Comparison of Elementary Social Studies Curricula of Turkey and the United States on Values Education*

By Merey, Zihni; Kus, Zafer et al. | Kuram ve Uygulamada Egitim Bilimleri, Spring 2012 | Go to article overview
Save to active project

Comparison of Elementary Social Studies Curricula of Turkey and the United States on Values Education*


Merey, Zihni, Kus, Zafer, Karatekin, Kadir, Kuram ve Uygulamada Egitim Bilimleri


Abstract

The purpose of this study is to compare the social studies teaching curricula of Turkey and the United States in terms of values education. The study is a model case study that relies upon one of the qualitative research methods. The data come from the elementary social studies curricula of both countries through the documents analysis method. The results of the study demonstrate that the social studies' curriculum of Turkey has more emphasis on individual and social values such as sensitivity, responsibility, solidarity, science, philanthropy, and patriotism, etc. On the other hand, the social studies curricula of the United States lays more emphasis on individual and social values such as sensitivity, science, responsibility, solidarity, and respect for individual rights, as well as democratic values such as diversity (difference), public good, and prevention of conflict .

Key Words

Values, Social Studies, Social Studies Curricula, Turkey, the United States.

A value is a belief about whether or not something is desirable (Güngör, 1978). Values are the standards we use to judge human behavior (Chapin, 2009; NCSS Task Force, 1989; Van Cleaf, 1991; Zarrillo, 2004). It is required that some values should be gained by each individual to enter into educational system in order to maintain harmony in the society and to get the society focused on the same target by gathering the society around the same goal. Values education plays an important role in transmitting values and culture to future generations (Tezcan, 1991).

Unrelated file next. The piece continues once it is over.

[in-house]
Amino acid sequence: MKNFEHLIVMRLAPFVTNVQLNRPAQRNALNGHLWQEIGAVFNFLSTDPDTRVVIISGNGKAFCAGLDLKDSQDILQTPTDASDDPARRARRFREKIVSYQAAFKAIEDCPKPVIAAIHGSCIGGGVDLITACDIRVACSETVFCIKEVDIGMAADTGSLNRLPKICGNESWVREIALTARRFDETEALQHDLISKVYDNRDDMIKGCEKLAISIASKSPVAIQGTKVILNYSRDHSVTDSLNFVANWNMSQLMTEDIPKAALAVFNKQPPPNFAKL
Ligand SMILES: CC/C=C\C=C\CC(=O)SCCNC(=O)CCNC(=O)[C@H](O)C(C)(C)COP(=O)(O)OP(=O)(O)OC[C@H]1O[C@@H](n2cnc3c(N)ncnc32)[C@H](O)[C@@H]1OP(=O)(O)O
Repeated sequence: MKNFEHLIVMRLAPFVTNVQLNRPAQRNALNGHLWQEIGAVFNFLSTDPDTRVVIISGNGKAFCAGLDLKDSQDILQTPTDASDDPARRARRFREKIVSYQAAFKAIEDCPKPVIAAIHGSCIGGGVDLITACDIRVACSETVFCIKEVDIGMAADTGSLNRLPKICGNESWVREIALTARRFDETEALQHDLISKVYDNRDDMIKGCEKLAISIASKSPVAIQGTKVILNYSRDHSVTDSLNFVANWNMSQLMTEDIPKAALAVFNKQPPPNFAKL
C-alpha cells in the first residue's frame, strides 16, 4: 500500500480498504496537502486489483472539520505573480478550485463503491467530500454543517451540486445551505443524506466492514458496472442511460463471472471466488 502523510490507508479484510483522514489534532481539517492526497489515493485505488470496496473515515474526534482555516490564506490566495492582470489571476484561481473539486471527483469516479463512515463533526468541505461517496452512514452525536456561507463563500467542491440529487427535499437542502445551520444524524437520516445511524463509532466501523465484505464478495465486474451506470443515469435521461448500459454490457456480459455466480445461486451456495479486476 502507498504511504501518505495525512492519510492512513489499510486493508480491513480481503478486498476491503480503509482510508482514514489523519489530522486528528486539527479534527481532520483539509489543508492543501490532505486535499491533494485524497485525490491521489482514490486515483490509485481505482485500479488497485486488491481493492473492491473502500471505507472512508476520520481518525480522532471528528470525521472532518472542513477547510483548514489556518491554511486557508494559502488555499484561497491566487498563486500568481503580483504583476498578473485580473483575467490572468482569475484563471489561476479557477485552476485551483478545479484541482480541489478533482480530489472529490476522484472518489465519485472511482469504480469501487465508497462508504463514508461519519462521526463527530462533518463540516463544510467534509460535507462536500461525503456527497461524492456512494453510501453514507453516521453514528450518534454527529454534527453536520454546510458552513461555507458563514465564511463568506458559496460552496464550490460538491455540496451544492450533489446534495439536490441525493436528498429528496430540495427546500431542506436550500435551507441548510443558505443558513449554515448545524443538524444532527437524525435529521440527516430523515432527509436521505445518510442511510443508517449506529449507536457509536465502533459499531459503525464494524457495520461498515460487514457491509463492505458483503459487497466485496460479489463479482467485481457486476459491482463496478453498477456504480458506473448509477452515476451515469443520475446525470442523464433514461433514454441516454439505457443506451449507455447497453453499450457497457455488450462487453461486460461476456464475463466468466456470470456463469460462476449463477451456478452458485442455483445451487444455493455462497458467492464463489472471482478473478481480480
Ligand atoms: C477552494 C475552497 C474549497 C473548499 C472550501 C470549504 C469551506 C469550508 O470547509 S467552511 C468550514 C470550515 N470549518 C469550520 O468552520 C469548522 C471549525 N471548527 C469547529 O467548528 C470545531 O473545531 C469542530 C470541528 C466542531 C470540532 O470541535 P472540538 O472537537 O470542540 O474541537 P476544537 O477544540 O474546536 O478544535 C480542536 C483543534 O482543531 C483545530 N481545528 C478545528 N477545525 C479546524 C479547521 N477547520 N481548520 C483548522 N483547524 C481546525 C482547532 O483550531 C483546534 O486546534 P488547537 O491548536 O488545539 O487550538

Based on these ideas, it is a fact that in our country, Turkey, special importance is given to values education, similar to many other countries. In social studies courses for first and second level (grades 4-5 and 6-7 respectively), in which an instructional curriculum has been implemented since 2005, values and values education have been discussed and values which must be instilled in students have been identified (Keskin, 2008; Milli Egitim Bakanligi [MEB], 2011a, 2011b; Yel & Aladag, 2009).

There is a very important place for values education in the United States, with the Center for Civic Education having established certain standards for values education. Several values have been treated as basic values in social studies teaching, and they have been recommended to be taught at the elementary level as basic values. These values are an individual's fundamental rights and freedoms (right to life, liberty ... etc.), including the pursuit of happiness, justice, equal opportunity, diversity, integrity, patriotism and responsibility (Chapin, 2009; Chapin & Messick, 2002; Hoge, Field, Foster, & Nickell, 2004; Parker, 2009; Seefeldt, 1997; Van Cleaf, 1991; Zarrillo, 2004). It is commonly believed that there is a consensus among Americans that these values should be considered important. The philosophical foundations of democratic values depend on the Declaration of Independence, the Constitution of the United States, the Bill of Rights, the Seneca Falls Resolution, the speeches of Martin Luther King Jr., and Abraham Lincoln's statements (Parker).